Digital Devil Saga (Volumes 1 & 2)


Computer Platform: PlayStation 2 (Sony)
Produced by:
Price Range: $31-40
Learning curve time: 31-60 min.
Age level: Mature Teen to Adult
ESRB Rating: M (Mature)

Reviewed By: Aaron Ploof

Overall Rating: ★★★☆☆
Rating: 2 of 5 (poor)
Gameplay: 4 of 5 (good)
Violence: 3 of 5 (mild)
Adult Content: 2 of 5 (heavy)


Digital Devil Saga (Volumes 1 & 2).  Illustration copyrighted.

The Shin Megami Tensei games are fairly new to American Audiences. Due to the game’s mature subject matter, most of them had trouble making their way overseas. The first game we were treated to was Nocturne, the third game in the main series. Reviews were mostly positive, yet Nocturne was criticized for its unrelenting difficulty. thus decided to ease new players until the series with a *somewhat* easier spin-off: Digital Devil Saga. They released the game in two separate volumes. Since both games are essentially part of the same story, they will be regarded as one in this review.


Digital Devil Saga’s story occurs in the far-off future, when the population has been drastically reduced to only a handful of people. The few that are left are divided into tribes and fight for the right to ascend to Nirvana, a place that is promised to them should they succeed in destroying all the other tribes which inhabit the Junkyard, the last remaining civilization.
An extra element is added into the mix when a mysterious pod arrives in the middle of a battlefield, interrupting a skirmish between two tribes. A blinding light suddenly erupts from the unidentified object, piercing through the bodies of the combatants and transforming them into demons. Moments later, Serph, the leader of the Embryon, awakens to discover that his opponents have been slain and eaten…by his tribe. His teammates also uncover a dark-haired girl curled up naked in the crater left by the pod. She claims her name is Sera, and she has been sent to help them. She retains the power to calm the Junkyard inhabitant’s new found insatiable desire for demon flesh.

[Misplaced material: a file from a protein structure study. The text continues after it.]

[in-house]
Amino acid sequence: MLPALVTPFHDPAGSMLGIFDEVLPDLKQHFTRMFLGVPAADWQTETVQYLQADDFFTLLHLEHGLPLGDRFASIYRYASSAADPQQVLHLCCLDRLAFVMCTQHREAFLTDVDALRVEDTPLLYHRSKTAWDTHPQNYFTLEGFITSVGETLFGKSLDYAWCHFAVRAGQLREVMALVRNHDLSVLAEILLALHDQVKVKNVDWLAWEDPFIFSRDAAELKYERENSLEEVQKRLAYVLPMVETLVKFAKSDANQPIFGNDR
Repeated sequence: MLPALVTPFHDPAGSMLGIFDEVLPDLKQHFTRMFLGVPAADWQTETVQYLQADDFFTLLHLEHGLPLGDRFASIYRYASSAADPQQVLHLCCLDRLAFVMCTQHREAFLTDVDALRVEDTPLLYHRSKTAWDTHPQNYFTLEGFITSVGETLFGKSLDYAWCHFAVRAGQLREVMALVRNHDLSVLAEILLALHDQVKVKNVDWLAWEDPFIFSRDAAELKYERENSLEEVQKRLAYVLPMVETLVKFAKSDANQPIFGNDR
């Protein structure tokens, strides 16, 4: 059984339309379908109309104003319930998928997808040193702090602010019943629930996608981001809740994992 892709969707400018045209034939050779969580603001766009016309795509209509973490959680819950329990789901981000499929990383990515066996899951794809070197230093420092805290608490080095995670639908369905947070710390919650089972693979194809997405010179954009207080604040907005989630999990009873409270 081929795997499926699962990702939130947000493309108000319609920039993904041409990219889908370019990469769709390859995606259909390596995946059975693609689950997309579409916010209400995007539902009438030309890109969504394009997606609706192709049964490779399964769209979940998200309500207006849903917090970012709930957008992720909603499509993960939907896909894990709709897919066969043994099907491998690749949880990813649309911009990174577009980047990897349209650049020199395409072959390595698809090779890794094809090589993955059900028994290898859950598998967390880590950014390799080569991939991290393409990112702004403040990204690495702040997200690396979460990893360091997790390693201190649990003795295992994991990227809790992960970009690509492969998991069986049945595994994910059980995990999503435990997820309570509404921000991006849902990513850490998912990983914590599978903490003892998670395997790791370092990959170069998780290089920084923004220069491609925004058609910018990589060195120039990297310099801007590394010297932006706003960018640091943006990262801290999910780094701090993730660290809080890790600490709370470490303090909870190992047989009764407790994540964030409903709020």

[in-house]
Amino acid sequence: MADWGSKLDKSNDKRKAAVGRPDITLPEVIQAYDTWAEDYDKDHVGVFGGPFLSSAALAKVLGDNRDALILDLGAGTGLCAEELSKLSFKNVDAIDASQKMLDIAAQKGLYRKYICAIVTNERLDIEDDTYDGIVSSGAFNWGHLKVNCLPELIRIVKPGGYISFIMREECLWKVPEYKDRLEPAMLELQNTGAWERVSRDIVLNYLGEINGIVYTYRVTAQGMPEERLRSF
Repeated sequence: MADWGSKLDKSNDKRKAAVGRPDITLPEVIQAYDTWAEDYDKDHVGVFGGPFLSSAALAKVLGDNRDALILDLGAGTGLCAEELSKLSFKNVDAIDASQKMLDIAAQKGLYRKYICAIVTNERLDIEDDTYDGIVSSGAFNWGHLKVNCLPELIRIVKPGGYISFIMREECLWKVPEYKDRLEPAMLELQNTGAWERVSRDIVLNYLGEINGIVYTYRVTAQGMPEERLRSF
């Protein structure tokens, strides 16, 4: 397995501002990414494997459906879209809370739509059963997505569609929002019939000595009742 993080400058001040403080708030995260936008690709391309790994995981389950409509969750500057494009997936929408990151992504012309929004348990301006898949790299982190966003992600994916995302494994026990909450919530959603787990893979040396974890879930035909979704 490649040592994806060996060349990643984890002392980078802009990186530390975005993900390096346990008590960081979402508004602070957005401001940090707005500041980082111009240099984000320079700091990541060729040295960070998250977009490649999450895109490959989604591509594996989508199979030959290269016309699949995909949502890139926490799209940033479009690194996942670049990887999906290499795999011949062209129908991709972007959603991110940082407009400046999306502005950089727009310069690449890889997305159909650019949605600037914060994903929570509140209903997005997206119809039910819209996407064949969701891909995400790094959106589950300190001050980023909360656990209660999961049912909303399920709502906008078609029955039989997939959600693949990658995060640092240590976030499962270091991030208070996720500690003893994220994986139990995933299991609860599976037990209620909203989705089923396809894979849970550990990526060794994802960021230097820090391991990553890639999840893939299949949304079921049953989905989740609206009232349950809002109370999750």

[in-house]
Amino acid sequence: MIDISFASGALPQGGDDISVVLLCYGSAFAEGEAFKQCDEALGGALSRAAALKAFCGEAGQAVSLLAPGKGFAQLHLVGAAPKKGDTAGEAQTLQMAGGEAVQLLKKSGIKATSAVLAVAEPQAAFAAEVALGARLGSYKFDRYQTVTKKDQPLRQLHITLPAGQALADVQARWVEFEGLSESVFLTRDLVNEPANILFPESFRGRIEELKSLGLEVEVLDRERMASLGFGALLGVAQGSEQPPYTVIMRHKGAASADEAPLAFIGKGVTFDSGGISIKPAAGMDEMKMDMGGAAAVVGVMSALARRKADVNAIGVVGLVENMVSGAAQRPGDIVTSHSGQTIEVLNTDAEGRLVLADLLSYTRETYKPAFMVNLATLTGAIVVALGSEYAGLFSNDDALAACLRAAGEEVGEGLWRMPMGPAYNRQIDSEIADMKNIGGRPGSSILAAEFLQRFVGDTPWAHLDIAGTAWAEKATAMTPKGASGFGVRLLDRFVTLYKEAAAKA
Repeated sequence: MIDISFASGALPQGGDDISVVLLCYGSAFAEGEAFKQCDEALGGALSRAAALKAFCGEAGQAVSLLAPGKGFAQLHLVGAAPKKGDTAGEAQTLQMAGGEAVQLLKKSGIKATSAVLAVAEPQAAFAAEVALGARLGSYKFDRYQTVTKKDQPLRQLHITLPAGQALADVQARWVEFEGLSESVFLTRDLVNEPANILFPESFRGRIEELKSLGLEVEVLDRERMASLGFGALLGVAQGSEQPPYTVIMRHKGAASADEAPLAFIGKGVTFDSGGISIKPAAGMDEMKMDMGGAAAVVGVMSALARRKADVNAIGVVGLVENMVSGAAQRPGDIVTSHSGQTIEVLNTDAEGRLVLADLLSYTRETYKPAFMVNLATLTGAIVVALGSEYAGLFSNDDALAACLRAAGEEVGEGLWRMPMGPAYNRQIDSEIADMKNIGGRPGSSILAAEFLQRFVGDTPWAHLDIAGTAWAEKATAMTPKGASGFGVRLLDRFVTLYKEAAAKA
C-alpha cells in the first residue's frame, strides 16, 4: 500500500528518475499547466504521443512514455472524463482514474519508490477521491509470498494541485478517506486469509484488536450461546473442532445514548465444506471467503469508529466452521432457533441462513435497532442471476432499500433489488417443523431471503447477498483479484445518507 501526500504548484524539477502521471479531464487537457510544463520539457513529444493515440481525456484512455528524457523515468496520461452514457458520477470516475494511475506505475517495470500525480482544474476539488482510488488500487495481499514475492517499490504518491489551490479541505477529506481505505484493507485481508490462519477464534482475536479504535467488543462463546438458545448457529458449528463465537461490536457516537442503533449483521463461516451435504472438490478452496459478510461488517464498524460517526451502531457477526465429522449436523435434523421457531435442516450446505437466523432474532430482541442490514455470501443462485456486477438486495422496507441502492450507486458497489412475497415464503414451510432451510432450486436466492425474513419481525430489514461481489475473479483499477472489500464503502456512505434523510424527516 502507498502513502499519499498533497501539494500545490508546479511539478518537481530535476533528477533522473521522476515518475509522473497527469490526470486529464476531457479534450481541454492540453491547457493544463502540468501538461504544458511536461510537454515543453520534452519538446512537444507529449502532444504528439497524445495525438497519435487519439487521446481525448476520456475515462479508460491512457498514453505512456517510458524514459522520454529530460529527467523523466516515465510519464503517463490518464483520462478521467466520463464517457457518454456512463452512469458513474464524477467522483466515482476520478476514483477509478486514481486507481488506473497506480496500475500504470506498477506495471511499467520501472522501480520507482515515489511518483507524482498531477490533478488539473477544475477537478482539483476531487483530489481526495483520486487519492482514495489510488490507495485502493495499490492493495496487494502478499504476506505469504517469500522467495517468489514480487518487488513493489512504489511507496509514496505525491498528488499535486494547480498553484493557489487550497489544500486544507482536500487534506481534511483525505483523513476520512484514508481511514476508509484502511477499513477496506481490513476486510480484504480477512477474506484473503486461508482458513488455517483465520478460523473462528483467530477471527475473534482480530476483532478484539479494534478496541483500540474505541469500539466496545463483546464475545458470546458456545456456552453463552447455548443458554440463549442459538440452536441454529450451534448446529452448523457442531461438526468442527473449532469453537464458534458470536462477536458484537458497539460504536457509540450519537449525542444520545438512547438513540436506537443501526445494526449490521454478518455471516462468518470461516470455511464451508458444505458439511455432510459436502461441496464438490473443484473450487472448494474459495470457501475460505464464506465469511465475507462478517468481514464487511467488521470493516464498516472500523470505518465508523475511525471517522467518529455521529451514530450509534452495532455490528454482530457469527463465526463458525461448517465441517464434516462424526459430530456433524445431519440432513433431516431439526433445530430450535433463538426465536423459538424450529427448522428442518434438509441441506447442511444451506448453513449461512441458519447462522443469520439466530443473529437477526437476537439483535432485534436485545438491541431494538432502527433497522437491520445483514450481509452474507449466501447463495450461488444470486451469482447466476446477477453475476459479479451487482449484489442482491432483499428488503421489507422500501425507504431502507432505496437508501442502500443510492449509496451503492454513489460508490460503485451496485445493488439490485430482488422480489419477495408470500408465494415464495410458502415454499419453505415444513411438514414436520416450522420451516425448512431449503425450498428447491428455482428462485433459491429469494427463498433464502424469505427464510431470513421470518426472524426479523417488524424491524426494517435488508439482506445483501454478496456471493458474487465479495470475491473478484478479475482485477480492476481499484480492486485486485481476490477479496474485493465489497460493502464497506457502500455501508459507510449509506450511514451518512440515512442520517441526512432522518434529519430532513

Soon after, the Karma Temple, the one that presides over the wars in the Junkyard, issues a new law: “Devour the other tribes and bring the black-haired girl to Nirvana”. It becomes clear that only with Sera by their side can the Embryon retain their humanity and reach Nirvana. Can they reach their destination? And if so, what awaits them there?


Digital Devil Saga follows the conventions of the “Dungeon Crawler RPG” fairly well. You have a set amount of characters that you level up throughout the game, you spend the majority of your time exploring dungeons, and you earn skills to help your characters defeat the obstacles that await you.
Skills are learned through the Mantra Grid, a system which highly resembles the sphere-grid of Final Fantasy X. To learn a skill, you must reach a Karma Temple (the game’s equivalent of a save point). You then must equip your characters with a specific skill. After participating in enough battles, the skill will be acquired, and the process is repeated. The skills that your characters learn can be equipped in “skill slots” that each character has readily available. Up to 8 skill slots can be used (once your characters reach level 20). Your characters will be able to swap skills off and on anytime you’re not in battle.